Why does it take so long to move house?
As conveyancers, the most common question we are asked by house buyers and sellers is “how long will the process take?”
Our answer, that it takes three months on average, will often disappoint. The whole process of moving usually takes longer than people anticipate, but there are ways to help speed it up.
If you were on the property ladder in the early Noughties, you may remember the Home Information Pack (HIP), also known as a Seller’s Pack. Before a property could be marketed, sellers were obliged to compile a HIP to be made available to prospective buyers. The HIP contained useful information, such as local authority searches, title documents and an Energy Performance Certificate (EPC).
HIPS were scrapped in 2010 (although the requirement for an ECP remains), partly because they were unpopular with sellers (who had to fund them) and some even believed they deterred people from marketing their homes.
However, going back to the question of “why does it take so long to buy a house”, having that information to hand certainly helped move the process along, because some of the many questions buyers asked had been answered within the HIP.
This is why back in February, the Government suggested it might reintroduce some form of HIP. The Levelling Up Secretary, Michael Gove, also said a new-look HIP could help prevent sales falling through. However, what a new version will look like, and when (and if) it will be introduced is unclear. There are increasing moves to have a digital-style pack, but time will tell if this is adopted.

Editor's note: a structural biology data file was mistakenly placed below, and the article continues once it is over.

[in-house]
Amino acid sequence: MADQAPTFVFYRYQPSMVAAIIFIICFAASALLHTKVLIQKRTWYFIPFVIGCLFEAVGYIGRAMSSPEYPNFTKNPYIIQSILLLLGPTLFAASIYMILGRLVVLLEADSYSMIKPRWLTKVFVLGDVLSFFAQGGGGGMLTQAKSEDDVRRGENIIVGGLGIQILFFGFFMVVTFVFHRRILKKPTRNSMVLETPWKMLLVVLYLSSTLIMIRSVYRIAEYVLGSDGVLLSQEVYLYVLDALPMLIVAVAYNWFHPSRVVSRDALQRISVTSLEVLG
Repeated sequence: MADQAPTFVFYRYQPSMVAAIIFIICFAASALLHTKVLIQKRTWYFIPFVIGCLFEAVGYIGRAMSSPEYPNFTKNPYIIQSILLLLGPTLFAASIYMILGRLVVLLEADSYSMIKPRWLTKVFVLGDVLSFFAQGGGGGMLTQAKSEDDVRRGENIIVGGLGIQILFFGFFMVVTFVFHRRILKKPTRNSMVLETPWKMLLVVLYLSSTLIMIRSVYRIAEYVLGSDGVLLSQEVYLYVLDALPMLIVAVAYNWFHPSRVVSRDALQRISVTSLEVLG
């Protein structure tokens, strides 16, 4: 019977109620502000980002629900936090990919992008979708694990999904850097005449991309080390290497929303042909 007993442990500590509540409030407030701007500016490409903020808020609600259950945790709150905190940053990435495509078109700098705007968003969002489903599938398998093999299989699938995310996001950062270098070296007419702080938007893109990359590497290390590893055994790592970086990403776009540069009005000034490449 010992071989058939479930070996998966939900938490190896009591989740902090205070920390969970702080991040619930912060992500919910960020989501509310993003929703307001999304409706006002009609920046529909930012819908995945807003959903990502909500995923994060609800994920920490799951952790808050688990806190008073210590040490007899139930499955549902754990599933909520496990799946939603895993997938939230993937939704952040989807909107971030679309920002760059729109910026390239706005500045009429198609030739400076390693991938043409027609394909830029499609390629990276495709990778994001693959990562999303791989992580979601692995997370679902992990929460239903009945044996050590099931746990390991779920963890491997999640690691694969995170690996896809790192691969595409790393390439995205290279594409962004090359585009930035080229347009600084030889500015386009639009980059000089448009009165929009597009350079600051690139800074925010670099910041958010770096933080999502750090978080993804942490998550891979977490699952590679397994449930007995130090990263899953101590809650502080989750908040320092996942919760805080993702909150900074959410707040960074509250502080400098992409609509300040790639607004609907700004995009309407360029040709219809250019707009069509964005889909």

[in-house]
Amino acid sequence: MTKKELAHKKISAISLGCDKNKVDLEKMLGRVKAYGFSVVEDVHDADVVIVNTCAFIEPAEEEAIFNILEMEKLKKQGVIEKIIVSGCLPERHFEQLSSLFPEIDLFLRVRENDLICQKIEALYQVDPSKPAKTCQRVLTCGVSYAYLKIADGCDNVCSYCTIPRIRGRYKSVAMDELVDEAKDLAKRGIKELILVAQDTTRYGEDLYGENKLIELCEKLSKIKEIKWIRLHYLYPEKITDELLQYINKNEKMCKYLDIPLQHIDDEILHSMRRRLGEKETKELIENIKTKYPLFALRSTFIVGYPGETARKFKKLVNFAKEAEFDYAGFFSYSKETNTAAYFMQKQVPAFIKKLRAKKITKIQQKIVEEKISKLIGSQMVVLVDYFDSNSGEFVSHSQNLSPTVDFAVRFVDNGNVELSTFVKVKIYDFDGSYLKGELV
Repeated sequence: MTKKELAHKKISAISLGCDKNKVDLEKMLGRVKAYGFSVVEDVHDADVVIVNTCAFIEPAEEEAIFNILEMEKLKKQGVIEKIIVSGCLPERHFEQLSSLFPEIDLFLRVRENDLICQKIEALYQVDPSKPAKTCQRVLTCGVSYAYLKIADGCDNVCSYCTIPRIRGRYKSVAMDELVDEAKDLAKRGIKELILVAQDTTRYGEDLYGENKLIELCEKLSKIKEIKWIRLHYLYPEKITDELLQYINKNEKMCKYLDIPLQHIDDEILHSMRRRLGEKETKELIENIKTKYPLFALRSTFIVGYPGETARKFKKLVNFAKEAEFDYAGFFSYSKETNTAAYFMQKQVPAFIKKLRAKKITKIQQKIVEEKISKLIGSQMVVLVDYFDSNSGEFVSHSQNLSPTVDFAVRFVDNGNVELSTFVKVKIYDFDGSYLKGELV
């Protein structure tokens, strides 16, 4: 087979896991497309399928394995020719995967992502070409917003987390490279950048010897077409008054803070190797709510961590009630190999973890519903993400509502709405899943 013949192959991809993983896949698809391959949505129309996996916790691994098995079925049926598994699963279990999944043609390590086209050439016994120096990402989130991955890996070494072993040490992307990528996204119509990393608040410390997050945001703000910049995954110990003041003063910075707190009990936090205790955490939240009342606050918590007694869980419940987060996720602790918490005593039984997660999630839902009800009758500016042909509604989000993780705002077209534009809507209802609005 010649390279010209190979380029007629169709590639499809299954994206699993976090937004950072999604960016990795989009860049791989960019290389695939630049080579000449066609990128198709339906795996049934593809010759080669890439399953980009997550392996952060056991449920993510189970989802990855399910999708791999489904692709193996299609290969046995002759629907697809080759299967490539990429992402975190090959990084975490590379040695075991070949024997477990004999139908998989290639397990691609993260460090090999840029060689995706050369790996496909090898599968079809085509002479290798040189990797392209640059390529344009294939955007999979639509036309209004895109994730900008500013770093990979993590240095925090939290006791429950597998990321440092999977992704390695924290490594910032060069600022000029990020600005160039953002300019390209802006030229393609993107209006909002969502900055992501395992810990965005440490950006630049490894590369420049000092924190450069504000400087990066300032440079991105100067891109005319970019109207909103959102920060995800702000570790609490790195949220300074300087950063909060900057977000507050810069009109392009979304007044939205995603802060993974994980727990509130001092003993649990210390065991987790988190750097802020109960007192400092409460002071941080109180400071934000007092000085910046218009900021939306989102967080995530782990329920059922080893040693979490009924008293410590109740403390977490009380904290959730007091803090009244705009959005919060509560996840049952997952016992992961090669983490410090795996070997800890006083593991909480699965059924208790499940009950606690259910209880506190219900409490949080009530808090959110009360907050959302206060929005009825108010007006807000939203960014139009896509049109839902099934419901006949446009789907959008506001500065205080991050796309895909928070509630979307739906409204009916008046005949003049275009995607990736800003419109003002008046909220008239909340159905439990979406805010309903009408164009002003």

In the meantime, without the use of a Home Information Pack, there is much that sellers can do to help move the conveyancing process along.
First, think about what has changed with the property since you moved in. Have you extended? Have you changed the boiler? Have you fitted new windows? Then gather together all the paperwork and documentation relating to this. For example, in the case of building work you’ll need evidence that this was signed off by building control.
What were the questions you wanted answers for, when you moved in? Again, compile any information that helps answer these questions.
Make sure you engage the services of a conveyancing lawyer early on in the process; don’t wait until an offer has been accepted on a property. That’s one simple way of avoiding delays.
Finally, be transparent about your property and share information with your conveyancing lawyer. This will speed up the transfer of information between each side’s legal team.
Ultimately, however, the process is the process; it involves a lot of paperwork, and it’s important to get it right. After all, it’s probably the most expensive and most important purchase you will ever make.
If you are buying or selling a property and need legal advice, the conveyancing team at Optimum Professional Services are happy to help, so please get in touch. Email Karen Gleed: [email protected] or Tara Screen: [email protected].